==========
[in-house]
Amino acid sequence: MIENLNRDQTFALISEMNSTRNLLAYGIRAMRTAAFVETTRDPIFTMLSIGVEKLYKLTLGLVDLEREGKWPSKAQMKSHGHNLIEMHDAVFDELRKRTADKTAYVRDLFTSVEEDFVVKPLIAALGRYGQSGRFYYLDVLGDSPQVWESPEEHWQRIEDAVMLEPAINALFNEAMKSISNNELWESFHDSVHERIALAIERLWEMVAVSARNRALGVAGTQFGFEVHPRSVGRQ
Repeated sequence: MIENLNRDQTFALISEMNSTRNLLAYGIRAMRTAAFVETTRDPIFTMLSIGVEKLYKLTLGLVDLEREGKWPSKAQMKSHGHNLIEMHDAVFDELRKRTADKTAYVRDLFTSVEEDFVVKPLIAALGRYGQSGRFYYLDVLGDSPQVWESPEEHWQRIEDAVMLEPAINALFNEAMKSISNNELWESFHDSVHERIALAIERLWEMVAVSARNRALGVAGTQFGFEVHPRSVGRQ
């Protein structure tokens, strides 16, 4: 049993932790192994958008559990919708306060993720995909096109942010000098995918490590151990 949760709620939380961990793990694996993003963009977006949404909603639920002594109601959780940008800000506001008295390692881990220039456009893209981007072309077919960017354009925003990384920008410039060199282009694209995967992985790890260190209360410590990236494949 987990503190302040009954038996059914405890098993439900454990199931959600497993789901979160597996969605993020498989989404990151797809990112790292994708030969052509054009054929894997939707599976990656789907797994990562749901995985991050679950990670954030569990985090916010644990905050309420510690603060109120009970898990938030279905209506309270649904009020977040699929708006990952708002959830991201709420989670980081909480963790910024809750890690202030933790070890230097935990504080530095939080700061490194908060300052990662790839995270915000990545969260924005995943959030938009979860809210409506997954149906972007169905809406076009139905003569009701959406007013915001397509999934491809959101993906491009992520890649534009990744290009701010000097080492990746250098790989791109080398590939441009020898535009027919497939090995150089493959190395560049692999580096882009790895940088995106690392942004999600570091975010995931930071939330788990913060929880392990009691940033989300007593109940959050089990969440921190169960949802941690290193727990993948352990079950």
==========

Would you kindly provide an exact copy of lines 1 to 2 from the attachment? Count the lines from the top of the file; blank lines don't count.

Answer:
[in-house]
Amino acid sequence: MIENLNRDQTFALISEMNSTRNLLAYGIRAMRTAAFVETTRDPIFTMLSIGVEKLYKLTLGLVDLEREGKWPSKAQMKSHGHNLIEMHDAVFDELRKRTADKTAYVRDLFTSVEEDFVVKPLIAALGRYGQSGRFYYLDVLGDSPQVWESPEEHWQRIEDAVMLEPAINALFNEAMKSISNNELWESFHDSVHERIALAIERLWEMVAVSARNRALGVAGTQFGFEVHPRSVGRQ